I wrote that in my post a few months ago, describing the letter that California’s Superintendent of Education Tony Thurmond sent to all district superintendents in the state. He asked them to inform families in their districts about parents’ responsibility to keep guns locked and ammunition stored separately.

That was a good first step.

However, we’ve just received bad news about what we hoped would be the next step: AB 452, a bill to require parental notification of California’s firearm safety laws through the schools, will NOT be set for hearing before the Education Committee this year.

Nevertheless, we’ll try again next year. It’s too important an opportunity to pass up.

Meanwhile, there’s Schools for Safe Storage

Ira Sharp of Never Again is a steadfast and determined advocate for safety. He has put together Schools for Safe Storage, a web resource for sending out information on the safe storage of firearms.

Suppose you have school-aged children in California, or maybe you simply believe, as we do, that school districts have a central role to play in gun violence prevention (GVP). You can go to Schools for Safe Storage, enter your county, enter your school district, select a template, then select a method (email, postal, phone).

The site makes it easy for you to tell your superintendent that you want schools in your district to inform parents that they are responsible for gun safety at home.

While we continue to work for the passage of AB452 and similar bills, Schools for Safe Storage is a strong, grass-roots way to deliver your message.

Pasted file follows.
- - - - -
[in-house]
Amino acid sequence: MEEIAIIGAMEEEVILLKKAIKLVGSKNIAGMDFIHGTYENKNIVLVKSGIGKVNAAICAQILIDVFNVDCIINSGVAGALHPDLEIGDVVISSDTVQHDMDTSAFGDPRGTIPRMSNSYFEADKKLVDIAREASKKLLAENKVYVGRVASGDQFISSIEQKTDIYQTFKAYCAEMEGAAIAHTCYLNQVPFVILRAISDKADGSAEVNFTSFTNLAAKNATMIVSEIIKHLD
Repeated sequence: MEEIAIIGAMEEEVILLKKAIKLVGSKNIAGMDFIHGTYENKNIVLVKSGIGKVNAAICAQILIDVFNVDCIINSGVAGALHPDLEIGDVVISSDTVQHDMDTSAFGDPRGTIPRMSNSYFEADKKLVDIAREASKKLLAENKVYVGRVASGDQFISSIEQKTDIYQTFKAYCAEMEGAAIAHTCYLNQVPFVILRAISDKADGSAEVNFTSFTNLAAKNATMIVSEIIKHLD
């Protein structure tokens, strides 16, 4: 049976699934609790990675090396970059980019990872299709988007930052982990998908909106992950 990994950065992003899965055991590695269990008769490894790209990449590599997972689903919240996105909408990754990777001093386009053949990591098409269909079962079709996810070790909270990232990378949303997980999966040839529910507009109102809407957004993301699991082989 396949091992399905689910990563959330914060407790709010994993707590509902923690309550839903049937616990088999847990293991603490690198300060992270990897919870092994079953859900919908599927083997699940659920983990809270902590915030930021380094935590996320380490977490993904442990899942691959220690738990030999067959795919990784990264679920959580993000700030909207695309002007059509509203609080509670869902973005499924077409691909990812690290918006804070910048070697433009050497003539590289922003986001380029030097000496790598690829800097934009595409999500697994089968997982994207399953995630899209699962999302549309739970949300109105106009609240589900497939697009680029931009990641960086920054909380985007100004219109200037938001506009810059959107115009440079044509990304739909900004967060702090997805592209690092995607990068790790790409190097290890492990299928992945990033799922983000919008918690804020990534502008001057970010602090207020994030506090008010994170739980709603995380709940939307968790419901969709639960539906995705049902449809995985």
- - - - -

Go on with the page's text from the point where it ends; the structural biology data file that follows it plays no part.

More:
The shortest path to safe storage is through the schools

Why is this important? Why now?

The recent uptick in headline-grabbing shootings has many American shaking their heads, yet again. But those events disappear quickly from your news feed and from the front page.

What never goes away, though, is the epidemic of daily gun violence, mostly affecting communities, families and homes you don’t see on the news.

With a few simple actions, you can tell your local school district it’s important to send out information to families about their responsibility to safely store firearms.

Here in Southern California, several school districts have already taken this action or have committed to doing so in the future, including San Diego Unified School District, Poway Unified, Solana Beach and La Mesa-Spring Valley. We thank the volunteers who have made this happen!

Contact your school district superintendent. Now!

Are you ready to start a campaign like this in your school district? Visit Schools for Safe Storage for tools you can use to get started in any district in California. Let us know if you contact your school district or if you have any questions about mounting a campaign like this. You can reach us at safestorageca@gmail.com.

This keeps guns safely stored at home, out of the hands of people who shouldn’t have them, and out of the schools.

What’s not to like about that?

Lori Van Orden is a volunteer with San Diegans for Gun Violence Prevention.

photo credit: unmatched value

Gun Violence Prevention Measures — From the White House, Yet!

Gun Violence Prevention Measures — From the White House, Yet!